One murder Reles "read about in the Times" was that of a loan shark named Whitey Rudnick. Working as a team Pittsburgh Phil, Dasher Abbandando and Happy Maione had stabbed him more than 60 times, smashed open his skull and, just to be on the safe side, strangled him. Reles was not exactly contrite about the Rudnick killing, announcing that Rudnick deserved what he got since "he was a stool pigeon."

Abbandando and Maione were to go to the chair for that one. Pittsburgh Phil was not prosecuted for the crime, but only because the prosecution had so many others to choose from. (Phil committed somewhere in excess of 100 Murder, Inc., rubouts.) Reles doomed Phil and Buggsy Goldstein for the vicious garroting of a gambler named Puggy Feinstein.

Reles provided so much information on the rubout of crime kingpin Dutch Schultz that one of the hit men, Charlie Workman, after reviewing the mounting evidence against him, switched to a plea of guilty to settle for a life sentence instead of the electric chair.

Kid Twist's grand jury testimony helped build a successful case against the great crime boss Louis Lepke as well as two important Lepke aides, Louis Capone and Mendy Weiss. They were convicted for the assassination of a garment industry foe named Joseph Rosen, but Reles was not around to testify at the trial.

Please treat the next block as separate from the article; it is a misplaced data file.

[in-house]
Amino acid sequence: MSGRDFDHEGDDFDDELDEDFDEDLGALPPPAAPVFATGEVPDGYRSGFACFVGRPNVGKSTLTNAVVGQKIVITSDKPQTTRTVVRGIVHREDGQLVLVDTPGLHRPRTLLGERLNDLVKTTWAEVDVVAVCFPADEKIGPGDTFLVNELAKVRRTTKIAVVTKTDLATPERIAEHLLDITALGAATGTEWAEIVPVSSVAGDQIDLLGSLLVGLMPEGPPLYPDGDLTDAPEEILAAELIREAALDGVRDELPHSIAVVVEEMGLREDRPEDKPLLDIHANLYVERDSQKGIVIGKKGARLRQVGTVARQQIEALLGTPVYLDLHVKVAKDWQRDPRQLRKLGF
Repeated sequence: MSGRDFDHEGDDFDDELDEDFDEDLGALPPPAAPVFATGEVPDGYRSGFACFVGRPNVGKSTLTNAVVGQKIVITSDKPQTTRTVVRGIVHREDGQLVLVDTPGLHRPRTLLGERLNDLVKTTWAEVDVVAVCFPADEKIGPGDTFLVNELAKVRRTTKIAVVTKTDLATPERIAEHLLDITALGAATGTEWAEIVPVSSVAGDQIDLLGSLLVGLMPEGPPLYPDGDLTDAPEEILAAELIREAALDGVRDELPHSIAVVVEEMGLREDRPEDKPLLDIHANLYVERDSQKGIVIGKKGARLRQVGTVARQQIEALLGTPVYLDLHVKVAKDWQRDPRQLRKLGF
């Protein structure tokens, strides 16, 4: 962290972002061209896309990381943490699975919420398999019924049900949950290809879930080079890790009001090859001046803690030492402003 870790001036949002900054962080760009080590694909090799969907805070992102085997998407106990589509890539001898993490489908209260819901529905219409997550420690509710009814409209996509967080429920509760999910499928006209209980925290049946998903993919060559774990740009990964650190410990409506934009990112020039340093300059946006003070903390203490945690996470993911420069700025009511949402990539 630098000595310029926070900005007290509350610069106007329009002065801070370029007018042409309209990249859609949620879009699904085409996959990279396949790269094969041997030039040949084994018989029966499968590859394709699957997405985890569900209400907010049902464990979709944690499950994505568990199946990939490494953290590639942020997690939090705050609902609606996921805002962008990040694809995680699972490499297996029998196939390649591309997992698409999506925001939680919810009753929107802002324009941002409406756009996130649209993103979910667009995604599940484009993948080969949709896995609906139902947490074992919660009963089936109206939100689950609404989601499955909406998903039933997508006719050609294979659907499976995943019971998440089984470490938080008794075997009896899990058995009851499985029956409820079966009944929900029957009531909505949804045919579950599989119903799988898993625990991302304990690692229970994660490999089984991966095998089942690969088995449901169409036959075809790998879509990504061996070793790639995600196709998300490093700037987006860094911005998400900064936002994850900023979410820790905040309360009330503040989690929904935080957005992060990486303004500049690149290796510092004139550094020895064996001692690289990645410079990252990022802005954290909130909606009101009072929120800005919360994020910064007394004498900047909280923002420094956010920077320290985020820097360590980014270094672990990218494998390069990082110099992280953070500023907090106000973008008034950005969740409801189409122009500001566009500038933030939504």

He had taken part in several trials for more than a year, during which time he was kept under close protective custody on the sixth floor of a wing of the Half Moon Hotel in the Coney Island section of Brooklyn. Sometime during the early morning hours of November 12, 1941, Reles jumped, fell or was picked up and heaved out a window to his death— this despite the fact that he was always guarded by six officers and was never supposed to be left alone in a room, even while he slept.

In Reles's room, police found several sheets tied together and proceeded to develop a variety of theories, some rather amusing. They said he was trying to escape, or climb down one floor so that he could then romp back upstairs and scare the daylights out of his guards in a malicious prank, or commit suicide.

If it were a suicide attempt Reles apparently wanted to climb down the sheets part way so that he wouldn't have to fall too far. The hitch in all the police theories was that the Kid's body had landed a good 20 feet away from the wall of the building, which would have made him a gymnast of near-Olympic abilities.